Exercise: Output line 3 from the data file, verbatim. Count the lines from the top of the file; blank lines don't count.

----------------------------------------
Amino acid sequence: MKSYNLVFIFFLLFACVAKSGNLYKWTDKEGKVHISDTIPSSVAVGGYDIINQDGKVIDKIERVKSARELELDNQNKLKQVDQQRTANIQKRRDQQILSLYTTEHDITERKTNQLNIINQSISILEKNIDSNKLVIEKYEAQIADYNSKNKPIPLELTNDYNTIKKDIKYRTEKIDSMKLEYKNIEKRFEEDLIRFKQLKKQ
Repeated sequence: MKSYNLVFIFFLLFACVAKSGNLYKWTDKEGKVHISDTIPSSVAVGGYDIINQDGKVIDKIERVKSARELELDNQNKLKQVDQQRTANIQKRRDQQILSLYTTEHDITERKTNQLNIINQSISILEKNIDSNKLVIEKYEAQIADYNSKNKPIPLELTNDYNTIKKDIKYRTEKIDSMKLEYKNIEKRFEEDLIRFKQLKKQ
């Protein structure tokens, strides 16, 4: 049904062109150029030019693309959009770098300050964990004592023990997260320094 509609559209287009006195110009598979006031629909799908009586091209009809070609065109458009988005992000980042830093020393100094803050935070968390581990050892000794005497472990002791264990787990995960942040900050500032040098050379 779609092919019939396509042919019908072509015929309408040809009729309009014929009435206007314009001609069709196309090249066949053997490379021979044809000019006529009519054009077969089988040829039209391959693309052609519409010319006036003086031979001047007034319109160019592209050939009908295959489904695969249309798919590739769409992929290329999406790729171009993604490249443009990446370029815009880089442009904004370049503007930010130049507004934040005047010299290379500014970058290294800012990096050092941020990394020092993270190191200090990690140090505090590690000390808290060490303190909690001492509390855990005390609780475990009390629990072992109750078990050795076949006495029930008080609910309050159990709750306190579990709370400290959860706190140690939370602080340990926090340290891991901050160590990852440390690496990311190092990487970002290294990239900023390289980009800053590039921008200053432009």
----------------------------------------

């Protein structure tokens, strides 16, 4: 049904062109150029030019693309959009770098300050964990004592023990997260320094 509609559209287009006195110009598979006031629909799908009586091209009809070609065109458009988005992000980042830093020393100094803050935070968390581990050892000794005497472990002791264990787990995960942040900050500032040098050379 779609092919019939396509042919019908072509015929309408040809009729309009014929009435206007314009001609069709196309090249066949053997490379021979044809000019006529009519054009077969089988040829039209391959693309052609519409010319006036003086031979001047007034319109160019592209050939009908295959489904695969249309798919590739769409992929290329999406790729171009993604490249443009990446370029815009880089442009904004370049503007930010130049507004934040005047010299290379500014970058290294800012990096050092941020990394020092993270190191200090990690140090505090590690000390808290060490303190909690001492509390855990005390609780475990009390629990072992109750078990050795076949006495029930008080609910309050159990709750306190579990709370400290959860706190140690939370602080340990926090340290891991901050160590990852440390690496990311190092990487970002290294990239900023390289980009800053590039921008200053432009």